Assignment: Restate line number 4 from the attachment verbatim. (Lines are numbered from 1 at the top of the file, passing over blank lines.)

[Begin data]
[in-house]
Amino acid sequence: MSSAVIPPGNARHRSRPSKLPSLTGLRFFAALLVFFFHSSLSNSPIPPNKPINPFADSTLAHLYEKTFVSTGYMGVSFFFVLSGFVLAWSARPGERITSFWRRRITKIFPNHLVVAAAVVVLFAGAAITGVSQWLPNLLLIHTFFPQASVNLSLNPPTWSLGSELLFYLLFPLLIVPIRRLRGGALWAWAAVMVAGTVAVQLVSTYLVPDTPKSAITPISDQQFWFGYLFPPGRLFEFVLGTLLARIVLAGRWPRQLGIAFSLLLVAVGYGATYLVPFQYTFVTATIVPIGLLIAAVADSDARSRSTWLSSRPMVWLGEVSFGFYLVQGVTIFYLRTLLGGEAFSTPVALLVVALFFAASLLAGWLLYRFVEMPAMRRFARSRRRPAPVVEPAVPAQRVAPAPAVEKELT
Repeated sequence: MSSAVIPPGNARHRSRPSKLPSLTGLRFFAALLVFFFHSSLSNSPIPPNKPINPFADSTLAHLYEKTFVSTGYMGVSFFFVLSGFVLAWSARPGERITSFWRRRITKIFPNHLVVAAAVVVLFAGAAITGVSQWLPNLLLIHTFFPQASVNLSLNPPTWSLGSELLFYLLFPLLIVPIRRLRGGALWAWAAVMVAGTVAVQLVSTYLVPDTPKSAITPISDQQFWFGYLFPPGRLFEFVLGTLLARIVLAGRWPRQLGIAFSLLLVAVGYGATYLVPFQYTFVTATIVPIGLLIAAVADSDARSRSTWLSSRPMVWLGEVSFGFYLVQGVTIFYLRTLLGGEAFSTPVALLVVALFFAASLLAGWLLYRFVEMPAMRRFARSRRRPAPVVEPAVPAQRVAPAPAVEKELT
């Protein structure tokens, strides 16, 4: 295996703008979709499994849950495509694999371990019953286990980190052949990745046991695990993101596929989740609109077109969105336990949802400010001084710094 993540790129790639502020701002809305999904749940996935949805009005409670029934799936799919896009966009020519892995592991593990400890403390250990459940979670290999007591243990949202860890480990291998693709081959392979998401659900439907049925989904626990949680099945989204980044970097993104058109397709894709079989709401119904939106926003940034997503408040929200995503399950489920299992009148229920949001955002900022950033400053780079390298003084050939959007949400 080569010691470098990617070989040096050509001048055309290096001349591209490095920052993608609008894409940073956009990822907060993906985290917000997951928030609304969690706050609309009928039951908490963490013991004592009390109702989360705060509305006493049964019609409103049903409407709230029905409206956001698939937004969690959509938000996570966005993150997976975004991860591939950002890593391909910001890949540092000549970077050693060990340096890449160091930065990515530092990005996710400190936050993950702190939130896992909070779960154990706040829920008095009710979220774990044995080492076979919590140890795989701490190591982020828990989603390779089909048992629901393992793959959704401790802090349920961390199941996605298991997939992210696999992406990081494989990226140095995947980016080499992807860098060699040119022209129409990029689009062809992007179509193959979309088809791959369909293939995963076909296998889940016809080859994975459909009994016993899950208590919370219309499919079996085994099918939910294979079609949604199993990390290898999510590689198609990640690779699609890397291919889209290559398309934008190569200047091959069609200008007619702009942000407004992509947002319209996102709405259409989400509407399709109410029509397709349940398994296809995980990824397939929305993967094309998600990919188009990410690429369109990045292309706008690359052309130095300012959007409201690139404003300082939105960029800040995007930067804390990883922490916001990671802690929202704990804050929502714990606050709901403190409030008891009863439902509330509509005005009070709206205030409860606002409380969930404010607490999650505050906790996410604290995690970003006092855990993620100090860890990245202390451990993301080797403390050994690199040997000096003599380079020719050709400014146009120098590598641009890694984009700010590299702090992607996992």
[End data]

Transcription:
């Protein structure tokens, strides 16, 4: 295996703008979709499994849950495509694999371990019953286990980190052949990745046991695990993101596929989740609109077109969105336990949802400010001084710094 993540790129790639502020701002809305999904749940996935949805009005409670029934799936799919896009966009020519892995592991593990400890403390250990459940979670290999007591243990949202860890480990291998693709081959392979998401659900439907049925989904626990949680099945989204980044970097993104058109397709894709079989709401119904939106926003940034997503408040929200995503399950489920299992009148229920949001955002900022950033400053780079390298003084050939959007949400 080569010691470098990617070989040096050509001048055309290096001349591209490095920052993608609008894409940073956009990822907060993906985290917000997951928030609304969690706050609309009928039951908490963490013991004592009390109702989360705060509305006493049964019609409103049903409407709230029905409206956001698939937004969690959509938000996570966005993150997976975004991860591939950002890593391909910001890949540092000549970077050693060990340096890449160091930065990515530092990005996710400190936050993950702190939130896992909070779960154990706040829920008095009710979220774990044995080492076979919590140890795989701490190591982020828990989603390779089909048992629901393992793959959704401790802090349920961390199941996605298991997939992210696999992406990081494989990226140095995947980016080499992807860098060699040119022209129409990029689009062809992007179509193959979309088809791959369909293939995963076909296998889940016809080859994975459909009994016993899950208590919370219309499919079996085994099918939910294979079609949604199993990390290898999510590689198609990640690779699609890397291919889209290559398309934008190569200047091959069609200008007619702009942000407004992509947002319209996102709405259409989400509407399709109410029509397709349940398994296809995980990824397939929305993967094309998600990919188009990410690429369109990045292309706008690359052309130095300012959007409201690139404003300082939105960029800040995007930067804390990883922490916001990671802690929202704990804050929502714990606050709901403190409030008891009863439902509330509509005005009070709206205030409860606002409380969930404010607490999650505050906790996410604290995690970003006092855990993620100090860890990245202390451990993301080797403390050994690199040997000096003599380079020719050709400014146009120098590598641009890694984009700010590299702090992607996992």